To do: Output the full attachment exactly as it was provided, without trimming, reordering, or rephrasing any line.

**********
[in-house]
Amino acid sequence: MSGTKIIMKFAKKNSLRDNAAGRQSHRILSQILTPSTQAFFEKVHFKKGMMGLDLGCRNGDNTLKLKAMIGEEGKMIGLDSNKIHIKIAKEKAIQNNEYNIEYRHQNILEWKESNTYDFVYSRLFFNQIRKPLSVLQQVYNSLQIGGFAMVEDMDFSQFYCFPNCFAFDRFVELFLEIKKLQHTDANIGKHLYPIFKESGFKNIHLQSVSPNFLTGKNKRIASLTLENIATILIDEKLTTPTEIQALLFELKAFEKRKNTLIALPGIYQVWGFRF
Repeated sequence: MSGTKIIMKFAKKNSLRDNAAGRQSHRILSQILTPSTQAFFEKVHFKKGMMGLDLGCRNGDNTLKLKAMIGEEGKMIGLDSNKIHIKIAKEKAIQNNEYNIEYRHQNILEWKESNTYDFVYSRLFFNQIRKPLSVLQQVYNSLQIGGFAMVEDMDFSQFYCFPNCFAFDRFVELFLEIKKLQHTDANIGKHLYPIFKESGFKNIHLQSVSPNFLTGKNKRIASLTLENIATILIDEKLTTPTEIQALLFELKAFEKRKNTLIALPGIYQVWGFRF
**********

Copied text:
[in-house]
Amino acid sequence: MSGTKIIMKFAKKNSLRDNAAGRQSHRILSQILTPSTQAFFEKVHFKKGMMGLDLGCRNGDNTLKLKAMIGEEGKMIGLDSNKIHIKIAKEKAIQNNEYNIEYRHQNILEWKESNTYDFVYSRLFFNQIRKPLSVLQQVYNSLQIGGFAMVEDMDFSQFYCFPNCFAFDRFVELFLEIKKLQHTDANIGKHLYPIFKESGFKNIHLQSVSPNFLTGKNKRIASLTLENIATILIDEKLTTPTEIQALLFELKAFEKRKNTLIALPGIYQVWGFRF
Repeated sequence: MSGTKIIMKFAKKNSLRDNAAGRQSHRILSQILTPSTQAFFEKVHFKKGMMGLDLGCRNGDNTLKLKAMIGEEGKMIGLDSNKIHIKIAKEKAIQNNEYNIEYRHQNILEWKESNTYDFVYSRLFFNQIRKPLSVLQQVYNSLQIGGFAMVEDMDFSQFYCFPNCFAFDRFVELFLEIKKLQHTDANIGKHLYPIFKESGFKNIHLQSVSPNFLTGKNKRIASLTLENIATILIDEKLTTPTEIQALLFELKAFEKRKNTLIALPGIYQVWGFRF